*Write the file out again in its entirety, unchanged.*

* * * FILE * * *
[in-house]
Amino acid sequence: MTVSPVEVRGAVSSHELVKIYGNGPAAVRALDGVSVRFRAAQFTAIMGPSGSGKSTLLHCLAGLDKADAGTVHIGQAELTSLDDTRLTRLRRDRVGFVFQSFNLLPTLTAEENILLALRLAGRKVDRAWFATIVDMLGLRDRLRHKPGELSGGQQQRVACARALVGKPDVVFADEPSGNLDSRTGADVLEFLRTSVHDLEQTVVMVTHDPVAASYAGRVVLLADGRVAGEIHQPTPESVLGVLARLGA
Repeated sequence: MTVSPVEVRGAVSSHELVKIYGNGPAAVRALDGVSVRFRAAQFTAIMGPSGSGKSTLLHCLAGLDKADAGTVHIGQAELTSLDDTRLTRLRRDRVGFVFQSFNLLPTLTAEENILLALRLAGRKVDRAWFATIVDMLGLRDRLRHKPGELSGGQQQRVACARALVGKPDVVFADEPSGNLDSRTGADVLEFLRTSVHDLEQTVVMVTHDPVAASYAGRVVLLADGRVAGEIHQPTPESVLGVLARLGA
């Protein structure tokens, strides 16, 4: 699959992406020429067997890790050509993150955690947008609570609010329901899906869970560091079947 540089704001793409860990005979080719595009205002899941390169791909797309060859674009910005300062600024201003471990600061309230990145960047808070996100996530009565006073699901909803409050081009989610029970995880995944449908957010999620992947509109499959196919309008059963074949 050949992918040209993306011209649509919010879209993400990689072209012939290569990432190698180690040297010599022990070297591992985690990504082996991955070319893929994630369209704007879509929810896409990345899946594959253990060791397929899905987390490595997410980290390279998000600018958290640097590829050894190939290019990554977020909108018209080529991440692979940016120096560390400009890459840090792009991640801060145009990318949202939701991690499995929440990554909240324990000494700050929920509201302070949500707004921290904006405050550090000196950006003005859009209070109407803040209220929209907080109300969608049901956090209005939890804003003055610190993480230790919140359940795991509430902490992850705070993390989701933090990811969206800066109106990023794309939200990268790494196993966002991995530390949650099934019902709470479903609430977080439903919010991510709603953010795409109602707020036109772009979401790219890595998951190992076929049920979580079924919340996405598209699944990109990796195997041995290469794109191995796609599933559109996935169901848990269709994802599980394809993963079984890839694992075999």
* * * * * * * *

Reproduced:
[in-house]
Amino acid sequence: MTVSPVEVRGAVSSHELVKIYGNGPAAVRALDGVSVRFRAAQFTAIMGPSGSGKSTLLHCLAGLDKADAGTVHIGQAELTSLDDTRLTRLRRDRVGFVFQSFNLLPTLTAEENILLALRLAGRKVDRAWFATIVDMLGLRDRLRHKPGELSGGQQQRVACARALVGKPDVVFADEPSGNLDSRTGADVLEFLRTSVHDLEQTVVMVTHDPVAASYAGRVVLLADGRVAGEIHQPTPESVLGVLARLGA
Repeated sequence: MTVSPVEVRGAVSSHELVKIYGNGPAAVRALDGVSVRFRAAQFTAIMGPSGSGKSTLLHCLAGLDKADAGTVHIGQAELTSLDDTRLTRLRRDRVGFVFQSFNLLPTLTAEENILLALRLAGRKVDRAWFATIVDMLGLRDRLRHKPGELSGGQQQRVACARALVGKPDVVFADEPSGNLDSRTGADVLEFLRTSVHDLEQTVVMVTHDPVAASYAGRVVLLADGRVAGEIHQPTPESVLGVLARLGA
């Protein structure tokens, strides 16, 4: 699959992406020429067997890790050509993150955690947008609570609010329901899906869970560091079947 540089704001793409860990005979080719595009205002899941390169791909797309060859674009910005300062600024201003471990600061309230990145960047808070996100996530009565006073699901909803409050081009989610029970995880995944449908957010999620992947509109499959196919309008059963074949 050949992918040209993306011209649509919010879209993400990689072209012939290569990432190698180690040297010599022990070297591992985690990504082996991955070319893929994630369209704007879509929810896409990345899946594959253990060791397929899905987390490595997410980290390279998000600018958290640097590829050894190939290019990554977020909108018209080529991440692979940016120096560390400009890459840090792009991640801060145009990318949202939701991690499995929440990554909240324990000494700050929920509201302070949500707004921290904006405050550090000196950006003005859009209070109407803040209220929209907080109300969608049901956090209005939890804003003055610190993480230790919140359940795991509430902490992850705070993390989701933090990811969206800066109106990023794309939200990268790494196993966002991995530390949650099934019902709470479903609430977080439903919010991510709603953010795409109602707020036109772009979401790219890595998951190992076929049920979580079924919340996405598209699944990109990796195997041995290469794109191995796609599933559109996935169901848990269709994802599980394809993963079984890839694992075999």